Tuesday 24 October 2017

Tommy's Royal slip warrants a pardon

FROM THE STANDS

First things first – we think Tommy Carr is a very good pundit. His words are carefully chosen, and he has a fine insight into Gaelic football. He is clearly a man who thinks about what he's going to say.

But last Sunday, for a moment, he was none of those things when he said on RTE Radio 1's Sunday afternoon programme that Meath's demise on the football field was at least in part due to the fact that former players are not getting involved.

Sadly for Tommy, this is far from the case. A quick look at the recent involvement of former players reveals the following: Colm Coyle, Tommy Dowd, (senior management team 2007-2009); Donal Curtis, Robbie O'Malley (senior management team 2009-2010); Liam Harnan, Cormac O'Sullivan, Des Lane (under 21 management team 2011-12), Pádraig Lyons (under 21 management 2013); Kevin Foley (part of minor management team in 2012); Andy McEntee, Finian Murtagh, Pádraig Coyle (current minor management team); Barry Callaghan, Graham Geraghty, Liam Harnan (senior management team 2011-12); Mick O'Dowd, Trevor Giles (current senior management team). Seán Kelly and Colm Brady are also currently involved with the seniors, having had previous stints, while Colm O'Rourke has managed the minor and under 21 teams. Of this list, only the current manager, Mick O'Dowd, has not won an All-Ireland medal.

But we have sympathy for Tommy on this one, because the 'all-new' Sunday afternoon show presented by Darren Frehill and Jacqui Hurley is dreadfully dull and formulaic. But while the rest of us can change channel, Tommy – sitting in the studio – can't, so we're putting his unusual slip-up last week down to a momentary lapse of reason.

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While much focus was on Longford's spirited eviction of Dublin from the Leinster under 21 football championship on Wednesday night, some alarm bells should accompany Wicklow's 2-8 to 6-11 loss to Laois on the same evening. Three years ago, the corresponding minors only lost to Laois by a point and last year Wicklow defeated Laois in the minor championship but the under 21 loss will surely trigger debate about performance levels in the Garden County. Two years ago, Wicklow suffered a 22-point beating from Longford in the under 21 championship.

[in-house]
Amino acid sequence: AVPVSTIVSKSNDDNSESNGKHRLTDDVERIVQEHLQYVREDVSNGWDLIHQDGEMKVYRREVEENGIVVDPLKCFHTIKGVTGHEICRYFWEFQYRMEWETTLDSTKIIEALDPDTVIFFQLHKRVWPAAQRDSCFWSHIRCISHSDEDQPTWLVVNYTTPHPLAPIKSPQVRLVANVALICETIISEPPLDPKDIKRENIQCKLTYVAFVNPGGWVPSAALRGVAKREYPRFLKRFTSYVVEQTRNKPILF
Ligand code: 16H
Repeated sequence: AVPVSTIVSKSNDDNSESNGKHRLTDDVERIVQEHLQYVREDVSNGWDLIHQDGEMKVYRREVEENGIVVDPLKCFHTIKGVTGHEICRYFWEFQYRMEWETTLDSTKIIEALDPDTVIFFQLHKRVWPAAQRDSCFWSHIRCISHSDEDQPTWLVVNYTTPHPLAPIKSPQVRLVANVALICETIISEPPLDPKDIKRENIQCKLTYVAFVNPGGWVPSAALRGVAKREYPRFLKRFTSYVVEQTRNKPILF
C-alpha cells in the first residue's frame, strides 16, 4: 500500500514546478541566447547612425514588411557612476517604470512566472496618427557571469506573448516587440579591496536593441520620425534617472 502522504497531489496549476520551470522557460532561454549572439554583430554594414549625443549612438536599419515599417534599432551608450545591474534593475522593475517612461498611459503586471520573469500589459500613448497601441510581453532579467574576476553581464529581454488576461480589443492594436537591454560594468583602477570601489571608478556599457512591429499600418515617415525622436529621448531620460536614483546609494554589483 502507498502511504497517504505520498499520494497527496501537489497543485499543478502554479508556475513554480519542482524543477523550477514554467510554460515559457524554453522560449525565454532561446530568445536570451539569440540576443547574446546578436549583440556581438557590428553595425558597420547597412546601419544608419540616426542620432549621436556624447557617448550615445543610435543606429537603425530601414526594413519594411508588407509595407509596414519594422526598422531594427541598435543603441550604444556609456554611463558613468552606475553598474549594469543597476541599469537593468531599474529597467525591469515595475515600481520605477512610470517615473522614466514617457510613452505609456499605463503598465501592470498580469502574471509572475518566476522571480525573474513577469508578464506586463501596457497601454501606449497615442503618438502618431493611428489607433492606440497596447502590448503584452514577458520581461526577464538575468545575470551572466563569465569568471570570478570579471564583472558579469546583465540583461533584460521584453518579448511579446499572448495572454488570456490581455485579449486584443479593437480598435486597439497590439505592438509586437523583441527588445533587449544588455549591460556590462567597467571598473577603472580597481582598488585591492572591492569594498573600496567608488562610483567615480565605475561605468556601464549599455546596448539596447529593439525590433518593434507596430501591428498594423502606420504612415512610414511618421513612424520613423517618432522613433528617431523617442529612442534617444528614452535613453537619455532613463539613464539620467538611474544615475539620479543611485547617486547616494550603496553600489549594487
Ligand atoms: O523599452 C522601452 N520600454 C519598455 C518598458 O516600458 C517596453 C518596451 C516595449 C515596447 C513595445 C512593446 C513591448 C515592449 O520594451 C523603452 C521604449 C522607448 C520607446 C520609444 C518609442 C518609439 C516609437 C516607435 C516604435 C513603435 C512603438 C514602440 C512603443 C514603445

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IRELAND'S rugby women certainly put their menfolk in the shade when they claimed their first Triple Crown as the men laboured in the doldrums.

It's a strange fact of sporting history, in recent times, that the women come on strong when the men are in disarray.

The Gaelic football scene is the classic case in point: the women of Kerry, Cork, Dublin, Galway, Mayo, Laois and Monaghan all took up the baton when their countymen were struggling. That Kerry, Cork and Dublin subsequently won the Sam Maguire offers hope to their rugby brethren.

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Tenpin bowling is celebrating its 50th year in Ireland and to commemorate the occasion Tenpin Bowling Ireland together with the top bowling centres in the country have put together a year-long programme of events.

This week has been designated National Tenpin Bowling week and as part of the celebrations all schools will be able to avail of free bowling for their students up until next Friday. See www.bowlingforall.ie.

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Now that the European Indoors are over and the outdoor season is around the corner, it's fair to say that the dust has well and truly settled after the London Olympics. Upon reflection, the shambolic 4x400m women's relay scenario is still baffling.

But what's even more so, is the absence of Catríona Cuddihy. Cuddihy was the athlete who was controversially selected for the relay team ahead of the younger, faster Joanna Mills. So far this season, Cuddihy hasn't competed and is not expected to for the rest of the year because of study commitments.

After the disappointment of not going to London, Mills declared for Great Britain.

It seems Athletics Ireland's loss really was Athletics Ireland's loss.

John Greene, Marie Crowe and Seán Ryan

ssport@independent.ie

Irish Independent

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